Monday, November 14, 2005

Heard this On the Radio and Was Appalled

This is why I don't believe in Farm Subsidies-
The felons are a small group of farmers who falsely claim that weather ruined their crops so they can collect the insurance. The U.S. Department of Agriculture says they cheated the U.S. Treasury and insurance companies out of $160 million last year. An NPR investigation reveals this crime is growing in size and complexity, while some insurance companies look the other way.

Interviews with 50 individuals in eight states -- investigators, prosecutors, farmers, watchdogs and government regulators -- reveal a culture of cheating that has grown up among a small group of farmers who exploit the nation's government-backed crop insurance program. The program was tailor-made for fraud.

Chambers says he bought a bag of cocktail ice and a disposable camera, and, on his boss's order, created a foul-weather tableau. "The way we did it, we was down taking pictures, out this row, and then we just stood behind it and throwed the ice over the top. To me, it looked like a hailstorm," says Chambers.

To complete the scene of devastation, they then picked up wooden tomato stakes and attacked the unsuspecting vegetables. "They had one Mexican who did all the beating, he beat every 16,000 of them. He'd just go through there and knock the leaves off of them," says Chambers, as he illustrates the activity with a long stick. "It made it look like where the hail had beat it up."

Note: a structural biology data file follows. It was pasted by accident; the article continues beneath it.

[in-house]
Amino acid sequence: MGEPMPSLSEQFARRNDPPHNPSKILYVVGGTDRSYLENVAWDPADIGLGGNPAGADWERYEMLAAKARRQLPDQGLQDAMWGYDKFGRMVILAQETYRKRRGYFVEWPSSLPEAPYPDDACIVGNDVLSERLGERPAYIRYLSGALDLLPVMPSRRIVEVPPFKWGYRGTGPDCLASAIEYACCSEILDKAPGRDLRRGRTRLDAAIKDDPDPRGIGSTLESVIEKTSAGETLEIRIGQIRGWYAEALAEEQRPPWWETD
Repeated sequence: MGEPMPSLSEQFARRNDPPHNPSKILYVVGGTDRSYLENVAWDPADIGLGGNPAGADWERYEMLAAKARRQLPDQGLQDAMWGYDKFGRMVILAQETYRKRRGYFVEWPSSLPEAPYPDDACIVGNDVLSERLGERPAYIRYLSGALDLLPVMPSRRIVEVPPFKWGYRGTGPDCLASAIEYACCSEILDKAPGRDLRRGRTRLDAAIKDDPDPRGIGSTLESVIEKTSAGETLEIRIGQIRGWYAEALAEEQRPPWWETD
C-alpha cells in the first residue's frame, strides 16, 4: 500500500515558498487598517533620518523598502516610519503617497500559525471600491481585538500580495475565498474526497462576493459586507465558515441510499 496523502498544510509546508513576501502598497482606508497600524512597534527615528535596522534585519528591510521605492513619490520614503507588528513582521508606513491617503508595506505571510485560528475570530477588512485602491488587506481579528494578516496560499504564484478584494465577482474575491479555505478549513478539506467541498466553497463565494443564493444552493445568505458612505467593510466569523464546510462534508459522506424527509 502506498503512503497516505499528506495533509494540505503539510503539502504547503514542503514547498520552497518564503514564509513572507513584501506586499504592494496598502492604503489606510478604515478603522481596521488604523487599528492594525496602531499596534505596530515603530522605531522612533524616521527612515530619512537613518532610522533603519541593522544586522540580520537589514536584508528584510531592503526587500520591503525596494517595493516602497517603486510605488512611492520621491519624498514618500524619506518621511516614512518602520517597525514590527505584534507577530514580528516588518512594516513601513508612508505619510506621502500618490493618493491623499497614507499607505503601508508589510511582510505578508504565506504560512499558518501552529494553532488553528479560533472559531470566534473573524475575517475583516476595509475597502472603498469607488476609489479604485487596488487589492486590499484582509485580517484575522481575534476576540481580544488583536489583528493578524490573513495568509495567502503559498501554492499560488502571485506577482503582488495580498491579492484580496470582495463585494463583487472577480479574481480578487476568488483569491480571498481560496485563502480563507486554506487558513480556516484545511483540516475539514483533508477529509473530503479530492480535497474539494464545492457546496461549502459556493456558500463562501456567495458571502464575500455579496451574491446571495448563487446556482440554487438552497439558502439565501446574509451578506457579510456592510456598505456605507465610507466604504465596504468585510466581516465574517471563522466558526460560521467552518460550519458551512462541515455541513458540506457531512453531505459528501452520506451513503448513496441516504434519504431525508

To understand the crime, you've got to know who the players are.

The farmer buys an insurance policy that provides partial coverage -- usually 50 to 60 percent -- for the crop he expects to raise.

The insurance agent sells him the policy.

The loss adjustor is dispatched to inspect the field if the farmer claims a disaster.

If the disaster is confirmed, the crop insurance company sends the farmer a check.

And the U.S. Treasury, which guarantees the riskiest farm insurance, often reimburses the insurance company.

And there's one more player: the federal prosecutor. In this case, Richard Edwards was the prosecutor who blew the whistle on the farmers, the agent and the adjustor.

Small Dead Animals
points out the worst of it-

It gets better. Not only does the US Treasury back insurers in the risky business, the USDA subsidizes premiums.

The government is so generous with crop insurance that it subsidizes farmers' premiums. Edwards says the USDA paid the Warrens more than $2 million to help them insure their tomatoes. He compares it to the following hypothetical situation: "Every year a bank gets robbed and they notice the bank robber is using an old getaway car and they ask, 'Would you like a car loan to have a nicer getaway car next year when you come to rob us?' Because the government is subsidizing the farmer's ability to defraud us for the coming season."

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